Conflict Scenarios Point To Turbulent Decade Ahead
BMI View: Syrian President Bashar al-Assad and his regime are fighting for their survival, but regardless of whether it endures or is overthrown, Syria is likely to remain highly unstable for many years to come.
As of September 2013, Syrian President Bashar al-Assad and his Ba'ath party regime are fighting for their survival after two years and half of civil conflict, which has resulted in more than 100,000 deaths, two million refugees and four million internally displaced people. The conflict long ago assumed sectarian characteristics, given that the Assad regime hails from the Alawite Shi'a sect (which forms around XX% of the population), whereas the rebels are mainly drawn from the Sunni majority (around 74% of the population). Caught between the Alawites and Sunni Arabs are significant minorities of Christians, Kurds, and other ethnicities, who fear that their positions would be jeopardised if the Assad regime were to collapse.Even if Assad manages to cling on power over the coming quarters, we believe the regime will have been substantially weakened, and it is unlikely to regain full control of the country (Note: when we refer to 'regime', this need not necessarily entail Assad as president. It could be led by a transitional figure with the bulk of the state's other top officials remaining in situ.). However, prospects for a negotiated settlement or an outright victory by the opposition also appear unlikely at this stage. Overall, we reiterate our view that Syria will remain highly unstable for many years to come.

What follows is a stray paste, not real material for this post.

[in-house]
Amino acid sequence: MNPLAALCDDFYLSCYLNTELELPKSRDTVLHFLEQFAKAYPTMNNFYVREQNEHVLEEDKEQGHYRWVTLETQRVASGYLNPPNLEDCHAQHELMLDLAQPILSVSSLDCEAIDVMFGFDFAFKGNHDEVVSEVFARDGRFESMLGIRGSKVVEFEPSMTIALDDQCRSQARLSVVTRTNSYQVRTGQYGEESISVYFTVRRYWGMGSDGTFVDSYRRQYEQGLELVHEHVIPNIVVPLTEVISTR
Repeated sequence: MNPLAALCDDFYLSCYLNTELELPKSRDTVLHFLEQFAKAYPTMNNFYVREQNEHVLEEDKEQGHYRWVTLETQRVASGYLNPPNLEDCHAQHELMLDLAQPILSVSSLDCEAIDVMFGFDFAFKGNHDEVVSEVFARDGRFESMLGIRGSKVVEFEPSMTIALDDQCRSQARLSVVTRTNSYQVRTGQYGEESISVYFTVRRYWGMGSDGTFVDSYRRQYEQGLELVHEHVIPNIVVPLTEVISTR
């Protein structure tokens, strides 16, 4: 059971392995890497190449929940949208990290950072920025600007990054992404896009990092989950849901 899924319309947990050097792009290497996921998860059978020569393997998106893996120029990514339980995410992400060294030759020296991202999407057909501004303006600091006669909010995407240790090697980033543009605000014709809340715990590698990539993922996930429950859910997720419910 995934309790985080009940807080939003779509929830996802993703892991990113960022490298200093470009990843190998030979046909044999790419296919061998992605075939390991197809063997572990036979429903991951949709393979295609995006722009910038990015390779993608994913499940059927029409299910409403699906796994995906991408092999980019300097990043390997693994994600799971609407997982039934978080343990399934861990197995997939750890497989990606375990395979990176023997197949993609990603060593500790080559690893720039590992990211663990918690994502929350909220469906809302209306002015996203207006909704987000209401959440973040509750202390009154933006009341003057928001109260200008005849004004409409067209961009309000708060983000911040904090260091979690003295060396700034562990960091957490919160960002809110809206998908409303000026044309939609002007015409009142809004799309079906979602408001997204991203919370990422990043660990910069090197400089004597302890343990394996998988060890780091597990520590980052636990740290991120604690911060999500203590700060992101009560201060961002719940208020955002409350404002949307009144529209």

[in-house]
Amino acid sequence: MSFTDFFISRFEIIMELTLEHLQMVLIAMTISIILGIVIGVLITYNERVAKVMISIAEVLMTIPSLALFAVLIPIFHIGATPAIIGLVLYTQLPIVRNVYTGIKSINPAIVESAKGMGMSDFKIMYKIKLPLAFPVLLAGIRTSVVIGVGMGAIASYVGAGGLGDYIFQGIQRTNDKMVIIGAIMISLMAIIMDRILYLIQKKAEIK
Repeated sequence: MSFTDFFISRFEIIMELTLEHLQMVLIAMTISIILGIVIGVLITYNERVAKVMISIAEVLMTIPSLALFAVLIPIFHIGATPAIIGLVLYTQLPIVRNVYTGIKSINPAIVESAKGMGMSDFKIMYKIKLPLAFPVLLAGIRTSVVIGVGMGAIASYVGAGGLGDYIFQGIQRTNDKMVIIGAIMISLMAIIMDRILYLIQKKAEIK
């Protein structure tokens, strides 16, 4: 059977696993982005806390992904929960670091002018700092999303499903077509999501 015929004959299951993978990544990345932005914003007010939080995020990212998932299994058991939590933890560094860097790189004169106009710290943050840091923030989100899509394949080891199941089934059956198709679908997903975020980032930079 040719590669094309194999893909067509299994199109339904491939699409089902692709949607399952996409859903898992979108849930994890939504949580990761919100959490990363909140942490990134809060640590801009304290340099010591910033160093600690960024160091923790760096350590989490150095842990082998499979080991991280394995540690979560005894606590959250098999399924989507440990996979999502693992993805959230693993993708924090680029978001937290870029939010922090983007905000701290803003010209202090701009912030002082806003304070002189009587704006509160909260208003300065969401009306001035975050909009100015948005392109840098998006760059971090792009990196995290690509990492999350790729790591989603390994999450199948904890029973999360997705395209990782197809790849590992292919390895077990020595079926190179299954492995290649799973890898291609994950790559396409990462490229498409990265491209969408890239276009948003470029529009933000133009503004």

Below, we outline the main scenarios for political change.